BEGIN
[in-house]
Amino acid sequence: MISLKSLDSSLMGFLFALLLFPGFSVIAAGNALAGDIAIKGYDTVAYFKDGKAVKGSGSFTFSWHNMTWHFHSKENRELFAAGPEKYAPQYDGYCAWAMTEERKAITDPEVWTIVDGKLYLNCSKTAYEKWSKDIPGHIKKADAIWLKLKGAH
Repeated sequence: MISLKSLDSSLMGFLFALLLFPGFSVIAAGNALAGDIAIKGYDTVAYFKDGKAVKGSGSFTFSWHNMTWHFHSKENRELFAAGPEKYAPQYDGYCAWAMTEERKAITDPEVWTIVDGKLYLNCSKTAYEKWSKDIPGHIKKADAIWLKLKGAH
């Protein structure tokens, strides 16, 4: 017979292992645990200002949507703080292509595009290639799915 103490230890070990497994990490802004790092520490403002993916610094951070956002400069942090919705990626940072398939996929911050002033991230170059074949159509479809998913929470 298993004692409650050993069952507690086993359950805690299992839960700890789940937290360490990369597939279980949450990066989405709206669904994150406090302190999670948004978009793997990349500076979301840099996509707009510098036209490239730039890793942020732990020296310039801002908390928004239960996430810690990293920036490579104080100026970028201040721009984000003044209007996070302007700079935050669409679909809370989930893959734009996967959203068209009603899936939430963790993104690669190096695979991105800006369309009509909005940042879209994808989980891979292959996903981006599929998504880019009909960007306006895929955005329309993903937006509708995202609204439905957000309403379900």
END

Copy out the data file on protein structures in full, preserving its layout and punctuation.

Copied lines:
[in-house]
Amino acid sequence: MISLKSLDSSLMGFLFALLLFPGFSVIAAGNALAGDIAIKGYDTVAYFKDGKAVKGSGSFTFSWHNMTWHFHSKENRELFAAGPEKYAPQYDGYCAWAMTEERKAITDPEVWTIVDGKLYLNCSKTAYEKWSKDIPGHIKKADAIWLKLKGAH
Repeated sequence: MISLKSLDSSLMGFLFALLLFPGFSVIAAGNALAGDIAIKGYDTVAYFKDGKAVKGSGSFTFSWHNMTWHFHSKENRELFAAGPEKYAPQYDGYCAWAMTEERKAITDPEVWTIVDGKLYLNCSKTAYEKWSKDIPGHIKKADAIWLKLKGAH
């Protein structure tokens, strides 16, 4: 017979292992645990200002949507703080292509595009290639799915 103490230890070990497994990490802004790092520490403002993916610094951070956002400069942090919705990626940072398939996929911050002033991230170059074949159509479809998913929470 298993004692409650050993069952507690086993359950805690299992839960700890789940937290360490990369597939279980949450990066989405709206669904994150406090302190999670948004978009793997990349500076979301840099996509707009510098036209490239730039890793942020732990020296310039801002908390928004239960996430810690990293920036490579104080100026970028201040721009984000003044209007996070302007700079935050669409679909809370989930893959734009996967959203068209009603899936939430963790993104690669190096695979991105800006369309009509909005940042879209994808989980891979292959996903981006599929998504880019009909960007306006895929955005329309993903937006509708995202609204439905957000309403379900």